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  • The Boy Under the Tree

    1 posts, 1 voices, 313 views, started Feb 18, 2009

    Posted on Wednesday, February 18, 2009 by Denise Richardson


    • Diamond

      The Boy Under the Tree

      In the summer recess between freshman and sophomore
      years in college, I was invited to be an instructor at a high
      school leadership camp hosted by a college in Michigan. I
      was already highly involved in most campus activities, and I
      jumped at the opportunity.

      About an hour into the first day of camp, amid the frenzy
      of icebreakers and forced interactions, I first noticed the
      boy under the tree. He was small and skinny, and his
      obvious discomfort and shyness made him appear frail and
      fragile. Only 50 feet away, 200 eager campers were
      bumping bodies, playing, joking and meeting each other,
      but the boy under the tree seemed to want to be
      anywhere other than where he was. The desperate
      loneliness he radiated almost stopped me from approaching
      him, but I remembered the instructions from the senior
      staff to stay alert for campers who might feel left out.

      As I walked toward him I said, “Hi, my name is Kevin and
      I’m one of the counselors. It’s nice to meet you. How are
      you?” In a shaky, sheepish voice he reluctantly answered,
      “Okay, I guess.” I calmly asked him if he wanted to join the
      activities and meet some new people. He quietly replied,
      “No, this is not really my thing.”

      I could sense that he was in a new world, that this whole
      experience was foreign to him. But I somehow knew it
      wouldn’t be right to push him, either. He didn’t need a
      pep talk, he needed a friend. After several silent moments,
      my first interaction with the boy under the tree was over.

      At lunch the next day, I found myself leading camp songs
      at the top of my lungs for 200 of my new friends. The
      campers were eagerly participated. My gaze wandered over
      the mass of noise and movement and was caught by the
      image of the boy from under the tree, sitting alone, staring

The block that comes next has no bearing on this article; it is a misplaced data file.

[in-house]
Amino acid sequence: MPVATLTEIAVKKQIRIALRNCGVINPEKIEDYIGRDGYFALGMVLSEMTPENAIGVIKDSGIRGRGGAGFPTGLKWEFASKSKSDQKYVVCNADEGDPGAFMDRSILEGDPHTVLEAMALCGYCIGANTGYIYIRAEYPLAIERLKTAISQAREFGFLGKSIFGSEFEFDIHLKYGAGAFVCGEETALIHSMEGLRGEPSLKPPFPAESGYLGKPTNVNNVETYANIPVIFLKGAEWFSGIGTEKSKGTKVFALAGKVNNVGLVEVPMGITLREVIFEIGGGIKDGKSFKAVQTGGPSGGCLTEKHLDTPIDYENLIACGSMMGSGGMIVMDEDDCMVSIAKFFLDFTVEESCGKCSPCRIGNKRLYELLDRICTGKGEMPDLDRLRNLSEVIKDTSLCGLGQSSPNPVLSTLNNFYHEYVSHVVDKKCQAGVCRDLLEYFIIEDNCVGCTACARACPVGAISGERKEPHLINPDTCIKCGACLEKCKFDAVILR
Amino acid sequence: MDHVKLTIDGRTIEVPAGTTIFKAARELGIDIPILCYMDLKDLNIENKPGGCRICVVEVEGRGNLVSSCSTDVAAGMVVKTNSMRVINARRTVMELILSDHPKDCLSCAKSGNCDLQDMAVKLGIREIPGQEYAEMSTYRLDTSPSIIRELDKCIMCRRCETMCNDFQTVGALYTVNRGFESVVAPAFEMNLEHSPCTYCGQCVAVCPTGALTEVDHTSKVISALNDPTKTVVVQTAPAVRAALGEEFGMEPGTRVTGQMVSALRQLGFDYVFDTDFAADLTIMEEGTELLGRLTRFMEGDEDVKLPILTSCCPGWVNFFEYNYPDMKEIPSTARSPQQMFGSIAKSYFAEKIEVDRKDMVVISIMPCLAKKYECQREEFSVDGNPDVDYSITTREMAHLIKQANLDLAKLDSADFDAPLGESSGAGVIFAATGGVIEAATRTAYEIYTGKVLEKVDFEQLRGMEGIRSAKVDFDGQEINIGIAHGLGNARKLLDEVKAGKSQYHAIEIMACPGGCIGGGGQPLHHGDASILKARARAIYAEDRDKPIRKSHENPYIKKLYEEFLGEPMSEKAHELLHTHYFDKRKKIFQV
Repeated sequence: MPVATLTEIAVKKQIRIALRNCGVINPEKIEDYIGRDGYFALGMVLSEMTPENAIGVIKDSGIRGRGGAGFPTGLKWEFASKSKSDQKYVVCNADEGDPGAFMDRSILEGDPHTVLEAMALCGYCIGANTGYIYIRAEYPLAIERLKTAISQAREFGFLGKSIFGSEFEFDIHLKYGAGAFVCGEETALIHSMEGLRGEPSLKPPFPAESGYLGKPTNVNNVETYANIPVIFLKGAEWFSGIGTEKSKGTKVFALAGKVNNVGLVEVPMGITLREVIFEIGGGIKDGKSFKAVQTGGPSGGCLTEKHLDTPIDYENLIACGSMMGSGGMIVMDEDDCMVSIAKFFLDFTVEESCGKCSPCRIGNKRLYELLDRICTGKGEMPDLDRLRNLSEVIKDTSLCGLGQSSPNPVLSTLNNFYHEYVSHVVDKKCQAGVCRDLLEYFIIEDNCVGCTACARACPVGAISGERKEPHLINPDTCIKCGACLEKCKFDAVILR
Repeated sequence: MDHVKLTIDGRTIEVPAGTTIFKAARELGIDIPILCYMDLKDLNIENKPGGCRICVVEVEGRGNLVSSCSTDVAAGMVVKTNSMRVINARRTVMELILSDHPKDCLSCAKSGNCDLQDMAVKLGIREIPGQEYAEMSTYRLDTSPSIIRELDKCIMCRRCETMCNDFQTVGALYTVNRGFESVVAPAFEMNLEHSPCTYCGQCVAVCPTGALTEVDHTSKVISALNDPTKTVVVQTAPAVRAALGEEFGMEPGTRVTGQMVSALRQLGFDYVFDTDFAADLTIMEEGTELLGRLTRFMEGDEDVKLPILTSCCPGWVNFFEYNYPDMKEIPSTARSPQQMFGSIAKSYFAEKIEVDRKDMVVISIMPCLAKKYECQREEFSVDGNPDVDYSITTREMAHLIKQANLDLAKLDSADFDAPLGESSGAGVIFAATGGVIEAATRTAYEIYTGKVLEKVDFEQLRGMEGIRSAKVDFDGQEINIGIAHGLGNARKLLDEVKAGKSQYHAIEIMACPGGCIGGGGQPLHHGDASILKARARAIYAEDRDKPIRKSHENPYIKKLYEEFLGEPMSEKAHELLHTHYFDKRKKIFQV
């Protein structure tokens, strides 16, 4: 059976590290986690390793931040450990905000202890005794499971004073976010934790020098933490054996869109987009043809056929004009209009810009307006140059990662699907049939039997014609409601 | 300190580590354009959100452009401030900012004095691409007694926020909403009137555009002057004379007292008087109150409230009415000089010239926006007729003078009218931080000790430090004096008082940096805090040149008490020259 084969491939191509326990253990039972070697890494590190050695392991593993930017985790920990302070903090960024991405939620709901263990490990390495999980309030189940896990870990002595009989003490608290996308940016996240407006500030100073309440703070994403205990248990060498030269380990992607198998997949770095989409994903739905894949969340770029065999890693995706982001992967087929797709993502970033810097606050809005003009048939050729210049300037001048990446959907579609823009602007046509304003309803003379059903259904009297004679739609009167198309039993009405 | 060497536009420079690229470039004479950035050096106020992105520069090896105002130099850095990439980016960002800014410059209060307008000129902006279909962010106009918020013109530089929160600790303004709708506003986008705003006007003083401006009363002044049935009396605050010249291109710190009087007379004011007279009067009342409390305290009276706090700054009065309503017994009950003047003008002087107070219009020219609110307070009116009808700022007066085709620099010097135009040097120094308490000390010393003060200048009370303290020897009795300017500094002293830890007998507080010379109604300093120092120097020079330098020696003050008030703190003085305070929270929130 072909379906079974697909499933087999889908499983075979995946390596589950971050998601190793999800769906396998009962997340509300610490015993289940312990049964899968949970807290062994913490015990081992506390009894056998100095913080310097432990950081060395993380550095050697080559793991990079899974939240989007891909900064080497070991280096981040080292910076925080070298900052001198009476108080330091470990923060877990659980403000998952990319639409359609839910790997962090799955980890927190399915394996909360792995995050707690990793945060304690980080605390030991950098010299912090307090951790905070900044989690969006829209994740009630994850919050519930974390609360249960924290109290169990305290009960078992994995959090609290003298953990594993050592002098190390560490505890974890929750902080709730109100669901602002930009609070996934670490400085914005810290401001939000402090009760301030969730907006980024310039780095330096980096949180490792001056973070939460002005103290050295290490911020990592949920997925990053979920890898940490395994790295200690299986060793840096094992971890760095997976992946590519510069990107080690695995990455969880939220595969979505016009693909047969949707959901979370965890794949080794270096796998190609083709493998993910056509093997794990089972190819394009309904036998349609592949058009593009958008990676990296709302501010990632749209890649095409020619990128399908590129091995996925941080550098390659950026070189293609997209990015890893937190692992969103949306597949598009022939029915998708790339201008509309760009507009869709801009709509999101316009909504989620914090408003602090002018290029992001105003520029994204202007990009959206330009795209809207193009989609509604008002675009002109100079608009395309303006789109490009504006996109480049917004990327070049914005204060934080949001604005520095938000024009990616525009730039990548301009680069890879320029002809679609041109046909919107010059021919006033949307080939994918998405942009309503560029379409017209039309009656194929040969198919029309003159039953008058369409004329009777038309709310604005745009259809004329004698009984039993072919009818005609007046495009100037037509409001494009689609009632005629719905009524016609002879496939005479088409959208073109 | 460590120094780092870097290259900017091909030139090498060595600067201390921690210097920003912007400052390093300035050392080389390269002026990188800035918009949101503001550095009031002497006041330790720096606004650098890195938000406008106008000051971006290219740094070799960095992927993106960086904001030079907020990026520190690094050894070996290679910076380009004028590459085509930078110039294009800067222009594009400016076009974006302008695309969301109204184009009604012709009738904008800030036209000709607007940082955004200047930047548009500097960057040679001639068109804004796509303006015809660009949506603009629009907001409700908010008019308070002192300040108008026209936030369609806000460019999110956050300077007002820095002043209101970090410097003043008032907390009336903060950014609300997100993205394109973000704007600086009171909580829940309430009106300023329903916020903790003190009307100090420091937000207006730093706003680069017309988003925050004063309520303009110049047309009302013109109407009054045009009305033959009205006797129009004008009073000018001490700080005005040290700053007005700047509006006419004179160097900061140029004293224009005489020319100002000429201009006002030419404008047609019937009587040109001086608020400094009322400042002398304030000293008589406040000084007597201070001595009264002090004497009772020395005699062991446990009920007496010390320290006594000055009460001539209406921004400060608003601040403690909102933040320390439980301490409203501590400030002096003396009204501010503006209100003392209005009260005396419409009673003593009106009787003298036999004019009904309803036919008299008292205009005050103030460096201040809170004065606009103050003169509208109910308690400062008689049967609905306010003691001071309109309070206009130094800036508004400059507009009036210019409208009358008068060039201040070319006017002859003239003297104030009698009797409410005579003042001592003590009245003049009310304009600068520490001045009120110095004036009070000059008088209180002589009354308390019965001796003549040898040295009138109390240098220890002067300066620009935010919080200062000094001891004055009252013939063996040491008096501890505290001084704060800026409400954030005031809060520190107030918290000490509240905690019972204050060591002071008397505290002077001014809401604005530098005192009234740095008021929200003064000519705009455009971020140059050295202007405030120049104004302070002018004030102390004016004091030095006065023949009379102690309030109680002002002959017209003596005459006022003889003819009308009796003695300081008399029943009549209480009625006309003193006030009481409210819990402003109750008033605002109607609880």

out the window. I nearly forgot the words to the song I
      was supposed to be leading. At my first opportunity, I tried
      again, with the same questions as before: “How are you
      doing? Are you okay?” To which he again replied, “Yeah,
      I’m alright. I just don’t really get into this stuff“. As I left
      the cafeteria, I too realized this was going to take more time
      and effort than I had thought - if it was even possible to
      get through to him at all.

      That evening at our nightly staff meeting, I made my
      concerns about him known. I explained to my fellow staff
      members my impression of him and asked them to pay
      special attention and spend time with him when they could.

      The days I spend at camp each year fly by faster than any
      others I have known. Thus, before I knew it, mid-week had
      dissolved into the final night of camp and I was
      chaperoning the “last dance“. The students were doing all
      they could to savor every last moment with their new
      “best friends” - friends they would probably never see

      As I watched the campers share their parting moments, I
      suddenly saw what would be one of the most vivid
      memories of my life. The boy from under the tree, who
      stared blankly out the kitchen window, was now a shirtless
      dancing wonder. He owned the dance floor as he and two
      girls proceeded to cut up a rug. I watched as he shared
      meaningful, intimate time with people at whom he couldn’t
      even look just days earlier. I couldn’t believe it was him.

      In October of my sophomore year, a late-night phone call
      pulled me away from my chemistry book. A soft-spoken,
      unfamiliar voice asked politely, “Is Kevin there?”

      “You‘re talking to him. Who’s this?”

      “This is Tom Johnson’s mom. Do you remember Tommy
      from leadership camp?

      The boy under the tree. How could I not remember?

      “Yes, I do“, I said. “He’s a very nice young man. How is

      An abnormally long pause followed, then Mrs. Johnson
      said, “My Tommy was walking home from school this week
      when he was hit by a car and killed.” Shocked, I offered my

      “I just wanted to call you“, she said, “because Tommy
      mentioned you so many times. I wanted you to know that
      he went back to school this fall with confidence. He made
      new friends. His grades went up. And he even went out on
      a few dates. I just wanted to thank you for making a
      difference for Tom. The last few months were the best few
      months of his life.”

      In that instant, I realized how easy it is to give a bit of
      yourself every day. You may never know how much each
      gesture may mean to someone else. I tell this story as
      often as I can, and when I do, I urge others to look out for
      their own “boy under the tree.”

      David Coleman and Kevin Randall


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